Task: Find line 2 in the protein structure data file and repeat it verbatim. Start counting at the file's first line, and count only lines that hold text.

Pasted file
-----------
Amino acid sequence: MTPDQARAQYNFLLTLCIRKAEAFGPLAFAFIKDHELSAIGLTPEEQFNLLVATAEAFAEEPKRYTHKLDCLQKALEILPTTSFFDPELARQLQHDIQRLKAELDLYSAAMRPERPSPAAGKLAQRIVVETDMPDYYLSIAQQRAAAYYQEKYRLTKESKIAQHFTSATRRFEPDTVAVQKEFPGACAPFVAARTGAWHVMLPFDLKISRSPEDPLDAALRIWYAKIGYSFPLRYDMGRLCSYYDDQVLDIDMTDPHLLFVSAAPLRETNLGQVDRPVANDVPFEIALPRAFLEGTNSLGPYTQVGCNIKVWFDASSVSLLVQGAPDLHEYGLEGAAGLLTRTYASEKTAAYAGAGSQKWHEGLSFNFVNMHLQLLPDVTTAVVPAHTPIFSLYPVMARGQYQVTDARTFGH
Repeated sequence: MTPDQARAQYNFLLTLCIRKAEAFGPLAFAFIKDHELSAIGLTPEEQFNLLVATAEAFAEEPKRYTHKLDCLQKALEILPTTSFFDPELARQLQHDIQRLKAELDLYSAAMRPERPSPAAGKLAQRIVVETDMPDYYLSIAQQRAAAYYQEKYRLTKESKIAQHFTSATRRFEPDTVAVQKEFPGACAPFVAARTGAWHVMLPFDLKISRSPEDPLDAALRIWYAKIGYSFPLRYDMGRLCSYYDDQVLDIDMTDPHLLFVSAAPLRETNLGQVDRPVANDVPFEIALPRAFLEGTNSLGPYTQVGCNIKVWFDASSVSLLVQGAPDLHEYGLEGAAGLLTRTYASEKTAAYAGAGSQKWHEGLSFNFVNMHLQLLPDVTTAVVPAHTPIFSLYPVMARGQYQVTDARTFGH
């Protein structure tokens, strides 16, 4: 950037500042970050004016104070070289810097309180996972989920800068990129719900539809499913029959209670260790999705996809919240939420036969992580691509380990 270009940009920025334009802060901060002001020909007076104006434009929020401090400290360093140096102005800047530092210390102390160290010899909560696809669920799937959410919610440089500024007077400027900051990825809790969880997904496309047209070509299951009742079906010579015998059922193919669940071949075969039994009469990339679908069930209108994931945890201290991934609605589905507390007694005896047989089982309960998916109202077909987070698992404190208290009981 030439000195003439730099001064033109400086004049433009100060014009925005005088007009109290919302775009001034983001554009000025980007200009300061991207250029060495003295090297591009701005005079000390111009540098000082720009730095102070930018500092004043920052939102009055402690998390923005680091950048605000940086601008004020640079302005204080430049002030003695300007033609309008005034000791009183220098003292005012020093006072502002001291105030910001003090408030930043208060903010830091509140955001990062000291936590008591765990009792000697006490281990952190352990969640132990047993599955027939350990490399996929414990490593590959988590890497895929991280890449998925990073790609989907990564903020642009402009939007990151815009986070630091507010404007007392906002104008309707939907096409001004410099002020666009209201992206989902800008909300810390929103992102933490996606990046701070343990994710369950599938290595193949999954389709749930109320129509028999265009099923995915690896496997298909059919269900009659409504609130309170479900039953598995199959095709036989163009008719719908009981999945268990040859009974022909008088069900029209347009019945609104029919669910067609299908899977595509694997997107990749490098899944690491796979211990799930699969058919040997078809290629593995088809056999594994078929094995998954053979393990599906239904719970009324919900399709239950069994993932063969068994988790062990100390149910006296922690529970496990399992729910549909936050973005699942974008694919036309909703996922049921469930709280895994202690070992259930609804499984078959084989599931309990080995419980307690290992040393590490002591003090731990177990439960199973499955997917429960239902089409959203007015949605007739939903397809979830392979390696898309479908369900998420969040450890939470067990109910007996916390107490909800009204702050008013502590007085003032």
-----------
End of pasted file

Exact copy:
Repeated sequence: MTPDQARAQYNFLLTLCIRKAEAFGPLAFAFIKDHELSAIGLTPEEQFNLLVATAEAFAEEPKRYTHKLDCLQKALEILPTTSFFDPELARQLQHDIQRLKAELDLYSAAMRPERPSPAAGKLAQRIVVETDMPDYYLSIAQQRAAAYYQEKYRLTKESKIAQHFTSATRRFEPDTVAVQKEFPGACAPFVAARTGAWHVMLPFDLKISRSPEDPLDAALRIWYAKIGYSFPLRYDMGRLCSYYDDQVLDIDMTDPHLLFVSAAPLRETNLGQVDRPVANDVPFEIALPRAFLEGTNSLGPYTQVGCNIKVWFDASSVSLLVQGAPDLHEYGLEGAAGLLTRTYASEKTAAYAGAGSQKWHEGLSFNFVNMHLQLLPDVTTAVVPAHTPIFSLYPVMARGQYQVTDARTFGH